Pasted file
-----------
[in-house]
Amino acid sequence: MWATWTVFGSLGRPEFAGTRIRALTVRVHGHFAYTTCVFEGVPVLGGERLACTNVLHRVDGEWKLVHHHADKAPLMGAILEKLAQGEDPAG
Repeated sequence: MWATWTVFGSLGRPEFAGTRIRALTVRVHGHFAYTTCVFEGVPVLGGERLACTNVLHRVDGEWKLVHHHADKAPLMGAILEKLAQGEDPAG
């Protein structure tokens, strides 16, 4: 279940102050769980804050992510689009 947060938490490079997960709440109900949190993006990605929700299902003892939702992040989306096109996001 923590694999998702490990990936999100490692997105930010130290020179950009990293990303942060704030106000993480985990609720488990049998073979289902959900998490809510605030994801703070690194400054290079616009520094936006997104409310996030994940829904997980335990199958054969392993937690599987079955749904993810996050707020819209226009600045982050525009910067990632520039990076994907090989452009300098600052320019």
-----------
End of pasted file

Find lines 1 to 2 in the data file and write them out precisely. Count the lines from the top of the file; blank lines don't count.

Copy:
[in-house]
Amino acid sequence: MWATWTVFGSLGRPEFAGTRIRALTVRVHGHFAYTTCVFEGVPVLGGERLACTNVLHRVDGEWKLVHHHADKAPLMGAILEKLAQGEDPAG